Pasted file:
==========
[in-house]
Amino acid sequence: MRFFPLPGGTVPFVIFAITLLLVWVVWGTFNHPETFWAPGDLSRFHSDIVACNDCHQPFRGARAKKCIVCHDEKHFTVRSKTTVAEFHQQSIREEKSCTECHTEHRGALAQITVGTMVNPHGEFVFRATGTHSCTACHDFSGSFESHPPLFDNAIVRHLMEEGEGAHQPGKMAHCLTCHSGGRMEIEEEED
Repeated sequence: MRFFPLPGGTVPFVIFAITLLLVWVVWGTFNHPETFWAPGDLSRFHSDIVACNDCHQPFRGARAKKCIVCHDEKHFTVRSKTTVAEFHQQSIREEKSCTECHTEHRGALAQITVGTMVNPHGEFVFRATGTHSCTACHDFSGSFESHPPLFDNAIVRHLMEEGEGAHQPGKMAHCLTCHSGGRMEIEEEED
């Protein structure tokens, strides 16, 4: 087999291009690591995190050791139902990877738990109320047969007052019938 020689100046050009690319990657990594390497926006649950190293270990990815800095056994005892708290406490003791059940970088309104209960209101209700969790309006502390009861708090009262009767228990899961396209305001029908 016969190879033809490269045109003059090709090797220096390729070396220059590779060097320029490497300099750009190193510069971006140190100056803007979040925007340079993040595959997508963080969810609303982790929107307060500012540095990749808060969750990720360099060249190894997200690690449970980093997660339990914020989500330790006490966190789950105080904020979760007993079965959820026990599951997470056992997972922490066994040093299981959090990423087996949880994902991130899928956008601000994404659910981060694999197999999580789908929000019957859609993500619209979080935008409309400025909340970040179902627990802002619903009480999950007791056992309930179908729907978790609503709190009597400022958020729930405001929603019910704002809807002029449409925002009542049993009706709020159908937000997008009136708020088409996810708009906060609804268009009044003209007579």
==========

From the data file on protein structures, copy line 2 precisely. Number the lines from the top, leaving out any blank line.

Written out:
Amino acid sequence: MRFFPLPGGTVPFVIFAITLLLVWVVWGTFNHPETFWAPGDLSRFHSDIVACNDCHQPFRGARAKKCIVCHDEKHFTVRSKTTVAEFHQQSIREEKSCTECHTEHRGALAQITVGTMVNPHGEFVFRATGTHSCTACHDFSGSFESHPPLFDNAIVRHLMEEGEGAHQPGKMAHCLTCHSGGRMEIEEEED